Why do religious and spiritual movements wax and wane? As pews empty in the West, spirituality steps into the breach. Elsewhere, the faithful flock to organised religion when it is allied to earthly powers. At any given point in human history, argues Linda Woodhead, religion and spirituality co-exist uneasily.
Those who enjoy the spectacle of academics being wrong-footed will have been gratified by the general failure to predict the huge upsurge of religion that has taken place in many parts of the world since the Seventies. The rise of energetic forms of Islam, Hinduism, Buddhism and charismatic Christianity exposed an embarrassing theoretical nakedness.
Some people have blamed the failure on academics' longstanding preoccupation with secularity. The existence of a large and sophisticated body of theory about secularisation was of little help when it came to explaining the equally important process of sacralisation. But it is not that secularisation theory is wrong: one has only to consider the relentless decline of churchgoing since the Seventies in most parts of Europe to see how right it was in its main predictions. It is just that secularisation theory can no longer claim to tell the whole story.
First, it is helpful to make a clear distinction between religion (the sacred as primarily a social matter) and spirituality (the sacred as primarily an individual matter).
If we begin with religion and consider the historical record, it becomes clear that religions flourish when they are in alliance with earthly power.
Such power may be political, economic or military. Ideally, all three. The initiative for alliance may come from the religion or from the earthly power. Ideally from both, with benefits for each party.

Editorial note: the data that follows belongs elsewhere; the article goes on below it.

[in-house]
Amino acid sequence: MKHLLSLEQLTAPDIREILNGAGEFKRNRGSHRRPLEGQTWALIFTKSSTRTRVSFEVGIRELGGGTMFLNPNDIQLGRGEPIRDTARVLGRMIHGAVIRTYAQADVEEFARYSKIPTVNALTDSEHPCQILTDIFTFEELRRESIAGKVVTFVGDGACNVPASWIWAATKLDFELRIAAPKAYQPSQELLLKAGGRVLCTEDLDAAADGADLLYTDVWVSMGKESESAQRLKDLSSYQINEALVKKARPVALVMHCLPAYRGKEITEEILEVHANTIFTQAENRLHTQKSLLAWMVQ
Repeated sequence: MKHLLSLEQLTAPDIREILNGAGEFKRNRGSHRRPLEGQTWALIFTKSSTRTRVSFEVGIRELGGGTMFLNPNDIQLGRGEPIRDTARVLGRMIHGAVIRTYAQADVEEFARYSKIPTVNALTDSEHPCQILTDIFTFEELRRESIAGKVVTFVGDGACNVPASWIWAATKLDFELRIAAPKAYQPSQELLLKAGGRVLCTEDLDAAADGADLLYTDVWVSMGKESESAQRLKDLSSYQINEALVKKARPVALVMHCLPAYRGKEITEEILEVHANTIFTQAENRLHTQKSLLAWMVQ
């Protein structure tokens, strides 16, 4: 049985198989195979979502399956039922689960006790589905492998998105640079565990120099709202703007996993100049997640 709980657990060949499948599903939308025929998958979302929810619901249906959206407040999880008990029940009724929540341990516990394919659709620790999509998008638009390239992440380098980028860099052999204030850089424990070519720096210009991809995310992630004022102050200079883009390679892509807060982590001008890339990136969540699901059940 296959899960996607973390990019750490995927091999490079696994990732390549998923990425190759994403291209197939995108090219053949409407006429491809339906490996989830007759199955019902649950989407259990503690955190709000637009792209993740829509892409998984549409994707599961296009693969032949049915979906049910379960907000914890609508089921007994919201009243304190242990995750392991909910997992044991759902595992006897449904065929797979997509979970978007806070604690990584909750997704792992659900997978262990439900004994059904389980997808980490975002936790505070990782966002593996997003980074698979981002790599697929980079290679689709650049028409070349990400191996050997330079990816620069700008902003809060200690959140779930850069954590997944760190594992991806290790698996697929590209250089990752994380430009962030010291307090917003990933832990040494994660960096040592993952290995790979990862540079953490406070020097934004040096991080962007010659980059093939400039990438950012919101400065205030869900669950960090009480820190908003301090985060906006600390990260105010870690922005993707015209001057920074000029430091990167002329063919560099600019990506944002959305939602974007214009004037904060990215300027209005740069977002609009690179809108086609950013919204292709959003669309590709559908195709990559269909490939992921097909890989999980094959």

Consider the spread of early Christianity. The key factor in its success was its alliance with the Roman Empire from the 4th century. Without this, its fate would probably have been similar to that of its early rival world religion, Manichaeism, which failed to sustain political patronage and was unable to consolidate its early gains.
That is not to say that the adoption of Christianity as the official religion of empire was a fluke - just as it was no fluke that Christianity was adopted as state religion by early modern European nations or that Islam has allied itself with various political formations. Successful alliance between sacred and secular power appears to depend on two main factors. First, the secular must lack something that religion can best supply (by acting as a force of national unity, legitimating the claims of a monarch, normalising social and gender inequalities and so on). Second, there must be some homology between sacred and secular (the early Christian God bears a striking resemblance to the Roman emperor, for example, and religious ethics tend to support family values when gender roles are disrupted in wider society).
This does not mean that religion flourishes only in alliance with weak powers. Even the strongest power may "need" religion, as we see very clearly in the case of America today. As a popular bumper sticker puts it:
"God has blessed America. Now, America, bless God." The question of which comes first, the conviction of "chosenness" or the success of religion, is a classic chicken-and-egg conundrum. When imperial Britain was at the height of its power, it too experienced a period of intense Christianisation, and it too believed it was a nation chosen by God.
But there is another condition under which religion can grow. It does well not only when it is in alliance with earthly power, but also when it mobilises resistance to such power. Religion can flourish when it supports migrant identities within a hostile culture (see the film Gangs of New York ); when it defends threatened national identities (consider Ireland and Poland); and when it supports large-scale politico-cultural identities against a greater power (as in the case of postcolonial Islam facing the force of Western capitalism).
The remarkable success of Islam in recent decades is best explained by its ability to ally itself with political power in various Islamic states and to serve as a defence and rallying point against the growing power of the West, particularly the US. Islam finds itself in the sweet spot where the two most propitious conditions for religious growth coincide.
Implicit in these remarks is the idea that the sacred is an independent form of power. Being relatively free-floating, it may ally itself with all sorts of things, not only earthly powers and political regimes. Individuals may also lay hold to such power, and in doing so turn religion into spirituality.